Edo Poll: Complicating A Simple Matter

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18,511 INEC Official, 25,000 Police Officers Deployed As 1.9M Voters Prepare For Edo Poll

Edo Poll: Complicating A Simple Matter By Louis Odion

When someone first alerted me that Wednesday afternoon (September 7) that the much-awaited Edo 2016 governorship poll would be shifted, I thought it was the most insensate idea to propose. Yet to be fully dismantled at the iconic Sam Ogbemudia Stadium was the giant canopy under which President Buhari stood barely 24 hours earlier in what was thought to be the final mega rally to rouse the Edo electorate to vote APC in the scheduled September 10 election.

This piece was written by Louis Odion. The views and opinions expressed here are those of the author and do not necessarily reflect the official policy or position of 360Nobs.com.

Elsewhere in Benin 24 hours earlier, the Markafi-led faction of the Peoples Democratic Party (PDP) had also staged a “grand rally” in a hall.

Barely an hour after Buhari’s jet took off that Tuesday evening, the chairman of the Independent Electoral Commission, Professor Mahmood Yakubu, landed at the Benin airport aboard Arik Air’s Boeing 737 aircraft from Abuja into the waiting arms of his henchmen right at the tarmac.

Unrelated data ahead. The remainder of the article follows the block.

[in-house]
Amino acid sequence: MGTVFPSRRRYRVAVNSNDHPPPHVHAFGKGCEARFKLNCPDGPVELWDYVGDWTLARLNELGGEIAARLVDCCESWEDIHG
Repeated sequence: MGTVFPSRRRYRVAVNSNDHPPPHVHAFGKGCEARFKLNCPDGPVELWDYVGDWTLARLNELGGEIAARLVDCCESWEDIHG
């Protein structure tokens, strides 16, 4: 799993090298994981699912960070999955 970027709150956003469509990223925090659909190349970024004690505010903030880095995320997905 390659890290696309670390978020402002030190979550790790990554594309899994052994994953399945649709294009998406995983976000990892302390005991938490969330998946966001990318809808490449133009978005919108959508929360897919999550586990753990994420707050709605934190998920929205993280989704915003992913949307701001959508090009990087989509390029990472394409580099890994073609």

Besides, for days, columns of troops in battle gear had been mounting the customary “show of force” round key urban centres across Edo State to scare away prospective troublemakers. Even as the police headquarters in Abuja announced the deployment of a whopping 25,000-man contingent for the exercise.

Against this backcloth, one would think INEC had passed the point of no return as far as the September 10 date was concerned. Alas, what eventually prevailed were the words of the police and the DSS that the election be deferred to September 28.

Typically, the blame game followed next between the security agencies and INEC.

Given the hazy circumstances, some commentators were inclined to smell conspiracy over the postponement. On the contrary, I see tardiness on the part of the relevant state institutions. The controversy could have been avoided if each one was alive to its duty.

My first take-away is that the biggest casualty is perhaps no other than President Buhari himself. That the commander-in-chief could grace a rally and twenty hours later the security services would suddenly wake up and say the election could not hold leaves the dark impression that he was denied the benefit of proper pre-briefing on the security situation. Which is a monumental scandal indeed.

From what is now known, it is clear the security agencies had become aware of the security concern much earlier. Contending interests had raised the alarm on the infiltration of the state by undesirable elements. Last week, the security agencies only hinted on possible Boko Haram strike on soft targets in some locations across the country including Edo. But before then, their attention had been drawn to the clear and present threat posed by political desperadoes in Edo.